“Big Daddy” Roth Mysterion Recreation Sells for $250K
The sale was huge, but it also brought back a ton of memories of "Big Daddy."
Big Daddy Roth built the fun stuff—wild, whimsical cars that tickled the fancy and pickled a kid's imagination for life. As a rule I don't usually write news stories, or any story for that matter in first person, but I'd like to share recollections of "Big Daddy" Roth the man, as well as of the wild custom cars he built. And of course some insights on the recent Sotheby's Auction where a recreation of "Big Daddy" Roth's Mysterion sold for a whopping $246,400—double what the car was expected to command.
For a SoCal kid in the mid '60s attending a custom car show and walking up to "Big Daddy" Roth, talking to him was a thrill and he was a pretty neat guy. Ed wouldn't miss a beat; he'd just keep airbrushing a creepy monster driving a hot rod or riding a chopper and talk with you, no problem. The airbrush "Big Daddy" was using was a hot-rodded Paasche VL. The 'hot-rodding,' "Big Daddy" explained, was that the coral-colored plastic handle was missing, so a person could pull the needle back and make the VL do better tricks.
David Mann was a friend of mine, and Dave told me about moving out to California to go to work as an artist for "Big Daddy." Dave said the first thing they did was Ed driving them around town, introducing him to people. They went by Larry Watson's shop and watched Larry deal with a potential customer. The guy had a custom paint job that was going south—as in blistering up from underneath—and wanted to know how much Larry wanted to fix it. Larry told the guy he should have come to him first and he wouldn't be having that problem. No more words were spoken, the guy left, and Larry went back to talking with David and "Big Daddy."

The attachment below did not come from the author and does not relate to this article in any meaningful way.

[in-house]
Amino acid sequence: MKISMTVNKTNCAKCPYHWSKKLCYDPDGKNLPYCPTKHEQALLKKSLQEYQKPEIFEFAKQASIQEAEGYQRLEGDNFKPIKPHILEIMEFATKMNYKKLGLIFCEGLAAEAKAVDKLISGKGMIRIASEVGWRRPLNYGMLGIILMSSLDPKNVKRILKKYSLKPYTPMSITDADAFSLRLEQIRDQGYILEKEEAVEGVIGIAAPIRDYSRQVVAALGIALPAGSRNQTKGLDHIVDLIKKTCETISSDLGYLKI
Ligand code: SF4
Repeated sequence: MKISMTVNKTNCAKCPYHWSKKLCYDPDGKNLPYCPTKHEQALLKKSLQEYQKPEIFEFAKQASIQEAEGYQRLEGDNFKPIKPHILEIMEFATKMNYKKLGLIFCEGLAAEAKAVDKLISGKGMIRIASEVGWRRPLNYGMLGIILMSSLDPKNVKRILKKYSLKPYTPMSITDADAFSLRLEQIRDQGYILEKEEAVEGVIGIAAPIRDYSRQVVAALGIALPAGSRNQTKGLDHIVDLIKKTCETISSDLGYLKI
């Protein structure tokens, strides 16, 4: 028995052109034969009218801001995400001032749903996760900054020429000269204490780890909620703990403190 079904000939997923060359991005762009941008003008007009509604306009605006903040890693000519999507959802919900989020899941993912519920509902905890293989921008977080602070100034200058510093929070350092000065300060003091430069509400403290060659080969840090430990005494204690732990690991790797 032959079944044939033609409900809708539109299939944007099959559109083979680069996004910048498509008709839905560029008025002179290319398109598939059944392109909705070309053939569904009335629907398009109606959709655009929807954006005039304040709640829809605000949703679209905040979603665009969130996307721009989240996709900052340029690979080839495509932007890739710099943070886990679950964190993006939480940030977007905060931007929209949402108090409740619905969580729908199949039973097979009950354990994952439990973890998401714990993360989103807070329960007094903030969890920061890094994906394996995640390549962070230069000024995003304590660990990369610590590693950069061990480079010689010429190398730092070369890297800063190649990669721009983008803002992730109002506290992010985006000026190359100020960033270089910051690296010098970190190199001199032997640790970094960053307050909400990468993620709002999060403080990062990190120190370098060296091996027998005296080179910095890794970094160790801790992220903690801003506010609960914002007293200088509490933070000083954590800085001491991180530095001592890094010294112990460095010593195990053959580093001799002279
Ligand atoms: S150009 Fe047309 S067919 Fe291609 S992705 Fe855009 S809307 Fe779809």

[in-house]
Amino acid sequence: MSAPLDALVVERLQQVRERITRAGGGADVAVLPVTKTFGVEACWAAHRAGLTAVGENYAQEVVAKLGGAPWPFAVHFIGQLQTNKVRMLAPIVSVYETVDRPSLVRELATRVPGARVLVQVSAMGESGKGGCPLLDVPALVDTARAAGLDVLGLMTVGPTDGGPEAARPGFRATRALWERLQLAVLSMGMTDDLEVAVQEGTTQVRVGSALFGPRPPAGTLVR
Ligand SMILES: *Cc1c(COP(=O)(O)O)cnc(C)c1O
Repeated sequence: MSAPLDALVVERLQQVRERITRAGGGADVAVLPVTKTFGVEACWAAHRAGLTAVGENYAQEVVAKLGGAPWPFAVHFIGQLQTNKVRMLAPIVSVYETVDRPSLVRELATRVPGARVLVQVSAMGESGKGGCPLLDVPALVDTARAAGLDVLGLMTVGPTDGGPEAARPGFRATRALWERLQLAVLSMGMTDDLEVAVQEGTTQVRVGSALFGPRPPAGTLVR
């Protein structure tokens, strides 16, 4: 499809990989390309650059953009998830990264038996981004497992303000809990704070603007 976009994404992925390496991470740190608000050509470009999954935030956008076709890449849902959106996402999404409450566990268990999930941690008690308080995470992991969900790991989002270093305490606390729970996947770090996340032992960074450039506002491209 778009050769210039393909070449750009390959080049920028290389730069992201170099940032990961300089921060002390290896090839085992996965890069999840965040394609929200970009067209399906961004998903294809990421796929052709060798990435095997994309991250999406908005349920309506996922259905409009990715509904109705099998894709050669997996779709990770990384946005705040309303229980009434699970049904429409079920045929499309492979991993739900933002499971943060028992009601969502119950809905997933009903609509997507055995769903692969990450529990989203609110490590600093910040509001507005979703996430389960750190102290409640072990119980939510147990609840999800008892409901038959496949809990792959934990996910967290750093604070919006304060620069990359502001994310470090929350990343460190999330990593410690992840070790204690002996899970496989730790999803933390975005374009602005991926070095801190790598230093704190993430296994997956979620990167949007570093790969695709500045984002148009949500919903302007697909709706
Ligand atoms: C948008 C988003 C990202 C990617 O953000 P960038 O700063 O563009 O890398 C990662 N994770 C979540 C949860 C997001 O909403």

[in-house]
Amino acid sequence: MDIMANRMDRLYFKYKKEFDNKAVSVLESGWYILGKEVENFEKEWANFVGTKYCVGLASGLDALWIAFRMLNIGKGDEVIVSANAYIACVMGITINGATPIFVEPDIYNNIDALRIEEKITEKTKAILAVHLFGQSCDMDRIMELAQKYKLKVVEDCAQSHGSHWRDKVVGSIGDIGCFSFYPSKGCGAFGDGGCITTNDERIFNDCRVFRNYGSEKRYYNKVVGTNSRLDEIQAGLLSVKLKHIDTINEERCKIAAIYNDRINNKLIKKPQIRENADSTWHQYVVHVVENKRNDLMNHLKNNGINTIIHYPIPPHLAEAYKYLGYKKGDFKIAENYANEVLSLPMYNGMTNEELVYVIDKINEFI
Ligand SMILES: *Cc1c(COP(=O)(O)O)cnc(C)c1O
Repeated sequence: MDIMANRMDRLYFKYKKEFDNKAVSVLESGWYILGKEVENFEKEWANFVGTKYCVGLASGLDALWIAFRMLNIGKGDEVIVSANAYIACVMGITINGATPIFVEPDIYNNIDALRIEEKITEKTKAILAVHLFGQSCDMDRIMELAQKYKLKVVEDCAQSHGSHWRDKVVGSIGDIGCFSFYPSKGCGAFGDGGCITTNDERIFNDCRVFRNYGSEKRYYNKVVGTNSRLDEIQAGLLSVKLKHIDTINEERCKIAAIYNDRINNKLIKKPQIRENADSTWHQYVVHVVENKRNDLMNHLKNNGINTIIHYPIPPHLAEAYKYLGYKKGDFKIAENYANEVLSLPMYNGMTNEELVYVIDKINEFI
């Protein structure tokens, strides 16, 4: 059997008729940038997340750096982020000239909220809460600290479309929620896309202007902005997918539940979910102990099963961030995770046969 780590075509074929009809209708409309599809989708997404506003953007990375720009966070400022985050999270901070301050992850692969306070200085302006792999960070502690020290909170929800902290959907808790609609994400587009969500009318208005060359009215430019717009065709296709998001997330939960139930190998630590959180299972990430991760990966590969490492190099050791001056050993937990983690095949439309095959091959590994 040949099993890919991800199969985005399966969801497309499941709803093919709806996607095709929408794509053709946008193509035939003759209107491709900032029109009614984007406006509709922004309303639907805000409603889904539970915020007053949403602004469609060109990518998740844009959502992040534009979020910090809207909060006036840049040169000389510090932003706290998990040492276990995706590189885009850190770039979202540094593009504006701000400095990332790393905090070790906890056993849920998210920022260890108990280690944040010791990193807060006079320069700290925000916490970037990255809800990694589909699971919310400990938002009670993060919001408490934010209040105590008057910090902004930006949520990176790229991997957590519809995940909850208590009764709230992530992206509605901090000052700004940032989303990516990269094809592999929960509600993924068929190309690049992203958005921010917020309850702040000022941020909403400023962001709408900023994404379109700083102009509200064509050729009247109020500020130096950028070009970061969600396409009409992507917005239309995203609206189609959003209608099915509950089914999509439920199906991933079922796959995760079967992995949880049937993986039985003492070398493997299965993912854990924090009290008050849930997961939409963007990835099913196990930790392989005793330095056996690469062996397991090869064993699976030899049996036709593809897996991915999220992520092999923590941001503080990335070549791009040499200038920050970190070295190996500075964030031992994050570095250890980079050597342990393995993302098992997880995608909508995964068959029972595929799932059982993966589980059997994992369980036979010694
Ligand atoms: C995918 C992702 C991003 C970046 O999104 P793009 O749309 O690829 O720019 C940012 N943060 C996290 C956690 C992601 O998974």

Watson painted the original Mysterion in candy lime-green acrylic lacquer over a white pearl base. By using it instead of a silver base, the pearl white base turned the candy lime green into more of a yellow. The Candy Yellow might have had a little Murano gold pearl in it with a ton of clear acrylic lacquer poured on for a topcoat. It was never hard to tell which of Roth's creations were painted by Watson or by "Big Daddy" himself. Watson was a fanatical custom painter with a thousand awards to testify to the quality of his work, and first and foremost "Big Daddy" Roth was truly an artist for whom function followed form.
There are two recreations of "Big Daddy" Roth's Mysterion. One was sold at RM Sotheby's Icons of Speed & Style sale in 2009 at the Petersen Museum, and Jeff Jones of Bakersfield, California built the Mysterion that just sold for $246,400, the price probably helped by the car's popularity as an old Hot Wheels car.
For more, you can check out the 2005 article Chris Shelton wrote for Street Rodder about the first, Dave Shuten-built Mysterion. Jeff Jones also penned a book called Ed Roth's Mysterion: The Genesis, Demise, and Recreation of an Iconic Custom Car about building his version. In talking with Jeff we learned he went to fanatical lengths to replicate the Mysterion, and even farther than Roth to make it run.
Photos courtesy of Jon Gilbert, Street Rodder